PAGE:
Menu Menu

Literature review: how the writing impacts consciousness

Literature review is a brief summary and at the same time detailed explanation that completes the readers` knowledge on a limited topic (article, report or book). There are basically two types of review you may be assigned in college: a stand-alone task in a course and the one in form of a research report. The focus of a literature review is determined by the type you choose, so the only way to succeed in it is to have a good plan on how to write a decent paper.

Purpose and contents

The main goal of a literature review is to give a critically written opinion of the current state of the topic you research. The value of your writing is that you:

  • Identify the area of research;
  • Understand each resource you have and the specific issue you need to review;
  • Describe the connections of all your sources;
  • Find new ways to interpret and fill in any gaps;
  • Provide recommendations for further investigations.

You should understand that each literature review consists of a few main components: source categorization, objectives, subject overview and arguments discussion.

Review body

Like any other academic paper, a literature review consists of the following key elements:

  1. Introduction – it explains the focus of your work and underlines the importance of the topic. Here you state what type of work has been already done and identify recent researches that have raised these questions.
  2. Main body – divided by sub-paragraphs, the main body evaluates the current state of investigations on the given subject and notes the findings that you may agree or disagree in your work.
  3. Conclusion – gives a brief summary of evidences presented and shows the significance of the work done. You may give recommendations and practical applications of your research for future investigators.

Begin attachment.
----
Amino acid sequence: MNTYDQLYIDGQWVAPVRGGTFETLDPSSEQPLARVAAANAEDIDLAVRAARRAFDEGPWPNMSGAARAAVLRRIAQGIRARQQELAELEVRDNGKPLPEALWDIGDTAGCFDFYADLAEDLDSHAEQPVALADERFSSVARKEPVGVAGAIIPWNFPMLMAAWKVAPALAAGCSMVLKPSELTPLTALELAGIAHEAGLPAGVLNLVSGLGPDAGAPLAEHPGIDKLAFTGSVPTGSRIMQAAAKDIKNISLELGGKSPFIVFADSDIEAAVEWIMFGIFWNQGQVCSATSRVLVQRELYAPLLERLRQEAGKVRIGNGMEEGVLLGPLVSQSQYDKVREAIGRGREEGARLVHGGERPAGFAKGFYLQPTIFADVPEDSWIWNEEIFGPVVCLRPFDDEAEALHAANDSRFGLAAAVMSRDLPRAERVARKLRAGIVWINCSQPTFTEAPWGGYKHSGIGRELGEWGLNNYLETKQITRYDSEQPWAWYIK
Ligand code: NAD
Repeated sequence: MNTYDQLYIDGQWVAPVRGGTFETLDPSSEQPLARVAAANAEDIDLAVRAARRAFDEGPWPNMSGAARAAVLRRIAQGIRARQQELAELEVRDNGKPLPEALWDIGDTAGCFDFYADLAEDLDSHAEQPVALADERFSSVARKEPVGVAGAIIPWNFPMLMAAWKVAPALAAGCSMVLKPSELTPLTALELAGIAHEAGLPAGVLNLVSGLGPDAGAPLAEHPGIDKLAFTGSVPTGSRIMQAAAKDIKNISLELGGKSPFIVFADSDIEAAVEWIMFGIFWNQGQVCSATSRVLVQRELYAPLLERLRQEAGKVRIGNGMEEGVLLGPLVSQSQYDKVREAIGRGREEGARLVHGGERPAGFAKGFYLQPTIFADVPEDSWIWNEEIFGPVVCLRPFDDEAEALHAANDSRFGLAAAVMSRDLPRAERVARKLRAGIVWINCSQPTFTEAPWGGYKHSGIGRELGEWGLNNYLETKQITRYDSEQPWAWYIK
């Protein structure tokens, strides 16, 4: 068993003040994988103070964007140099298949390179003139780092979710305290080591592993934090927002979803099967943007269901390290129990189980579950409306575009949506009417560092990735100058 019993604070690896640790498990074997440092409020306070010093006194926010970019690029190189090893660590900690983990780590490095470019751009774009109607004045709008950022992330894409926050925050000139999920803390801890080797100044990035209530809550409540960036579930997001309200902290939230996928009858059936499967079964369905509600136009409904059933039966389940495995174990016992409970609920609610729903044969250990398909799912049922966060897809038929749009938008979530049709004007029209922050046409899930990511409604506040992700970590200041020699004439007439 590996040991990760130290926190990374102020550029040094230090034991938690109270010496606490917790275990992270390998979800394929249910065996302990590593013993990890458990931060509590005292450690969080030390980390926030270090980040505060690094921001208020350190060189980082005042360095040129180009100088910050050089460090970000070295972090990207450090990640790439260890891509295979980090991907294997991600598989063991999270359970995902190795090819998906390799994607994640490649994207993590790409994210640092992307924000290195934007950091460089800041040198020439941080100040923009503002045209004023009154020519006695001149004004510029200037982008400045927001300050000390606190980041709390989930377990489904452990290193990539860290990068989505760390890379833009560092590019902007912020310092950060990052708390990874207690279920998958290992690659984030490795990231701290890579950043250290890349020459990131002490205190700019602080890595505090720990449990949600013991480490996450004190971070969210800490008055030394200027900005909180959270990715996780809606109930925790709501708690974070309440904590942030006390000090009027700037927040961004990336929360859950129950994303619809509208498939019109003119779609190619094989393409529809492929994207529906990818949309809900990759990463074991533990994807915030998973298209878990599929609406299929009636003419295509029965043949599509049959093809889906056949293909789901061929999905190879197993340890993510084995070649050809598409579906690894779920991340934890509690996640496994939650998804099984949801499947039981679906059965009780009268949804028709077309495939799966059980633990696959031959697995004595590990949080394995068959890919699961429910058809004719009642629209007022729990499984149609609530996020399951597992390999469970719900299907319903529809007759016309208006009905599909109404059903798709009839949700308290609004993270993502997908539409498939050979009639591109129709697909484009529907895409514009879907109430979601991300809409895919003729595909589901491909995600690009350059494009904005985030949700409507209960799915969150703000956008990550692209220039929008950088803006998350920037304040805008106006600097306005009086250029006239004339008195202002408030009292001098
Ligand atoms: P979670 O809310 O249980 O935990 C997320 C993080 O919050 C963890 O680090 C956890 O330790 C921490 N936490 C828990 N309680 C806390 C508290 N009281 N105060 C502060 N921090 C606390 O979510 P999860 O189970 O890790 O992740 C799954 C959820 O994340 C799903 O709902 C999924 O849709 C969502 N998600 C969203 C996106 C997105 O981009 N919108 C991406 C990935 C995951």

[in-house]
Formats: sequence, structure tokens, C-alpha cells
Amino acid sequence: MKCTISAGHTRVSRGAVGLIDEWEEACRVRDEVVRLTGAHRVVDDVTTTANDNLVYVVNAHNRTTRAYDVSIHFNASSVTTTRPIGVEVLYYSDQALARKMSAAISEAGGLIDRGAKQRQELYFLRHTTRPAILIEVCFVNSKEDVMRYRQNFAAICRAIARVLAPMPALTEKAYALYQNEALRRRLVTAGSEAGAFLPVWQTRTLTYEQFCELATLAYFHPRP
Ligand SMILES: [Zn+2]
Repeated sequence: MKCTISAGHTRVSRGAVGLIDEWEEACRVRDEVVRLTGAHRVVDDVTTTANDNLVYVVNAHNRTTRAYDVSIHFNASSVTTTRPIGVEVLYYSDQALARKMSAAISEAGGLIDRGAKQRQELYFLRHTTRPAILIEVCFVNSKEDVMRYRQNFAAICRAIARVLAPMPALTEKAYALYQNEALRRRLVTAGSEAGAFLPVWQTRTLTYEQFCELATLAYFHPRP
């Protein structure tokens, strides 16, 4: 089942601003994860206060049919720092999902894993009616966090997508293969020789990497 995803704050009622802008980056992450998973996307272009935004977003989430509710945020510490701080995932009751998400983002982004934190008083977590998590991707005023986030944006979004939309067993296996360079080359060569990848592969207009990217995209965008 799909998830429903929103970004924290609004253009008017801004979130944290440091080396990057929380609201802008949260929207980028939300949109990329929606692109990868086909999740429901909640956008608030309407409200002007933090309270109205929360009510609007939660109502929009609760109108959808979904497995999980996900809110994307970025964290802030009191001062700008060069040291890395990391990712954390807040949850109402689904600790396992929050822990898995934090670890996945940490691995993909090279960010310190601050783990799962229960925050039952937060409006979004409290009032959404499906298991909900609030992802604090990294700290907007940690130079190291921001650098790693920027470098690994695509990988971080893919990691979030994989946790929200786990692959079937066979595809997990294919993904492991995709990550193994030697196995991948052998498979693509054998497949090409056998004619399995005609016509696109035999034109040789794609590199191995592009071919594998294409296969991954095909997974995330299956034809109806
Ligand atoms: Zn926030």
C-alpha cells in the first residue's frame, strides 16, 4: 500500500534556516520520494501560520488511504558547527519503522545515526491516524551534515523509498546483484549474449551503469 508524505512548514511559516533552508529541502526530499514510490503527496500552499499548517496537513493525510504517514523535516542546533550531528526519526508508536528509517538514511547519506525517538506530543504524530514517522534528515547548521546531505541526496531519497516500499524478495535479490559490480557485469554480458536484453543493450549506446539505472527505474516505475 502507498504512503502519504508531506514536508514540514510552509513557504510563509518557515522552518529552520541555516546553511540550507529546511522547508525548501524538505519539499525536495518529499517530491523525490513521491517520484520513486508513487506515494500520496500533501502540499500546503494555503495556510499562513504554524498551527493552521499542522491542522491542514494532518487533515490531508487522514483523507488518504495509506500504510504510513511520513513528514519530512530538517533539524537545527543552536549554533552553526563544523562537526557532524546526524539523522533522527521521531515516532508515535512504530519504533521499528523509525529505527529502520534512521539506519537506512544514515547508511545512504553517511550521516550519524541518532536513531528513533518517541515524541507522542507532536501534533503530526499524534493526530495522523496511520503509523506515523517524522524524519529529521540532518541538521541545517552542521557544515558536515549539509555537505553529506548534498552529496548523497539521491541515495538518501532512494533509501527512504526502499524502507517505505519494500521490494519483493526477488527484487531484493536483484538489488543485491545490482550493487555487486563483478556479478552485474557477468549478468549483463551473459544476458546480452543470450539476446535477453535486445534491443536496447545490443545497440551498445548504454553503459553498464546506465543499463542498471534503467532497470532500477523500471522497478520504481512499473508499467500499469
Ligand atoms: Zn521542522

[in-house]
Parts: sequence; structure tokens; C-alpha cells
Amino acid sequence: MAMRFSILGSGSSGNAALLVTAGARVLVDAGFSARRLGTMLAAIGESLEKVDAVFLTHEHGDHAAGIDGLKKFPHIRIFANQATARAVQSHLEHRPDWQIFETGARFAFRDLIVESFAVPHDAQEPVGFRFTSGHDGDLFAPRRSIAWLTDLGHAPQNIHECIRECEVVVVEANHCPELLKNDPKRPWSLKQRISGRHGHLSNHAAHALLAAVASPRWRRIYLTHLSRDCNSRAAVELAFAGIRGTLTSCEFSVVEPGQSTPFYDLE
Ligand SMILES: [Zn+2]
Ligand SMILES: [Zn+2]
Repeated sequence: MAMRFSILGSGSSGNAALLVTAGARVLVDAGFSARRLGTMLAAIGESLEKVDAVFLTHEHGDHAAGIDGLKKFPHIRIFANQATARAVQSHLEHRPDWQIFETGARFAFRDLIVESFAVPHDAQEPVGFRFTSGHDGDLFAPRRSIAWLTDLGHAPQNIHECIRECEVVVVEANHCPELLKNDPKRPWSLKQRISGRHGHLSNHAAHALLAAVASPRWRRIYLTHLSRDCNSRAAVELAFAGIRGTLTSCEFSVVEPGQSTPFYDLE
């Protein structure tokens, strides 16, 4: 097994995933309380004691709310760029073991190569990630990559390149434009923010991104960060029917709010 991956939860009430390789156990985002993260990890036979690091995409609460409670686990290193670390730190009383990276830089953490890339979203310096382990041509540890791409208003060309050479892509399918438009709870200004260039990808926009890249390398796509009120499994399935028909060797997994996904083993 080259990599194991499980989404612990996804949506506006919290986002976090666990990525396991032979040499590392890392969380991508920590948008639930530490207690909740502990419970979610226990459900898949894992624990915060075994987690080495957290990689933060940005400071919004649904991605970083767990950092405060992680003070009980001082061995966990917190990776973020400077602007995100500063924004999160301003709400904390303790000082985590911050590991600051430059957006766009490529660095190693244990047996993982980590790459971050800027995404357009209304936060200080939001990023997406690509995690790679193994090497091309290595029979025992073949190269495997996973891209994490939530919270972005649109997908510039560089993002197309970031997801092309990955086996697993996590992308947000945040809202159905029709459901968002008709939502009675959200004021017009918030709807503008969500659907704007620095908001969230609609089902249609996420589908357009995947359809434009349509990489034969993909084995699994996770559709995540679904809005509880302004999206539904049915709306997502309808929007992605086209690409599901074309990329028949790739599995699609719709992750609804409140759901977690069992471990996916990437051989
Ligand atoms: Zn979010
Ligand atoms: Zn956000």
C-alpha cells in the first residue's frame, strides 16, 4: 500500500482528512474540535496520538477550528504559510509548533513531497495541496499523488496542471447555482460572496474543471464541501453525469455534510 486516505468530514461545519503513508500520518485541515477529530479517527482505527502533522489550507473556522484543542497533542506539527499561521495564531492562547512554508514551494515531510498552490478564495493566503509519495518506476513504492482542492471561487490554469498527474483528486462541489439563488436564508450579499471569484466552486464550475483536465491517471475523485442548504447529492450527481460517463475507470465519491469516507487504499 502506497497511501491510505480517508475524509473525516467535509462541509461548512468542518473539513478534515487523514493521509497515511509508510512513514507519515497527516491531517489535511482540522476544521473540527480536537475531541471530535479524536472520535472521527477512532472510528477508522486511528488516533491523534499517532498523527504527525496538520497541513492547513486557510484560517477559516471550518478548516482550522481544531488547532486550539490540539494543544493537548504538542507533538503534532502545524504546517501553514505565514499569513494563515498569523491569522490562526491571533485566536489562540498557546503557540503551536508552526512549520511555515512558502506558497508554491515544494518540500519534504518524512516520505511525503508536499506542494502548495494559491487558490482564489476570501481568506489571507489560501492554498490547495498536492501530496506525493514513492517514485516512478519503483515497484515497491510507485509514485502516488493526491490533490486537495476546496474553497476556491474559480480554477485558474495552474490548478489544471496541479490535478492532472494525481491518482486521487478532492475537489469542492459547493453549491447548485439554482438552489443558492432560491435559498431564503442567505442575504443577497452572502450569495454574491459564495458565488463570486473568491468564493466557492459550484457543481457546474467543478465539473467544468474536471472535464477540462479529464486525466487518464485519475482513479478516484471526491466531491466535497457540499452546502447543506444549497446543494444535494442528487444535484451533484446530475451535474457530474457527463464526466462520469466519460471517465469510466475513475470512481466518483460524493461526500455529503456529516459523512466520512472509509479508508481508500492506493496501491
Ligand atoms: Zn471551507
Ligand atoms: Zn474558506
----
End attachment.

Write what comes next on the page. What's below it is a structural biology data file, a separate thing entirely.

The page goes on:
7 steps to successful writing

  1. Find a good topic that is being discussed and the opinions are not certain. Think what you are interested in most of all, consult your teacher and brainstorm the web;
  2. Review the sources. Relevant literature to study is the most important elements, so make sure you have enough: use key words, make up references list and include the studies that are contrary to your opinion;
  3. Read the articles properly and give them evaluation. Pay attention to methodologies they use, note experts in this field and point out conflicting theories;
  4. Create a thesis – write a couple of sentences to summarize everything you read (trends, developments and researches on the subject);
  5. Structure your paper: divide it into sub paragraphs, make plan of what you will write in each of them according to sub-themes;
  6. Write the main body – follow the plan you created and come up with the main body content based on the information you read;
  7. Focus on analysis of what you have written: is your position clear? What are the findings you get? Analyze and proofread the paper.

Do not try to fake it: use only those materials you did read and do not try to copy paste someone’s opinion.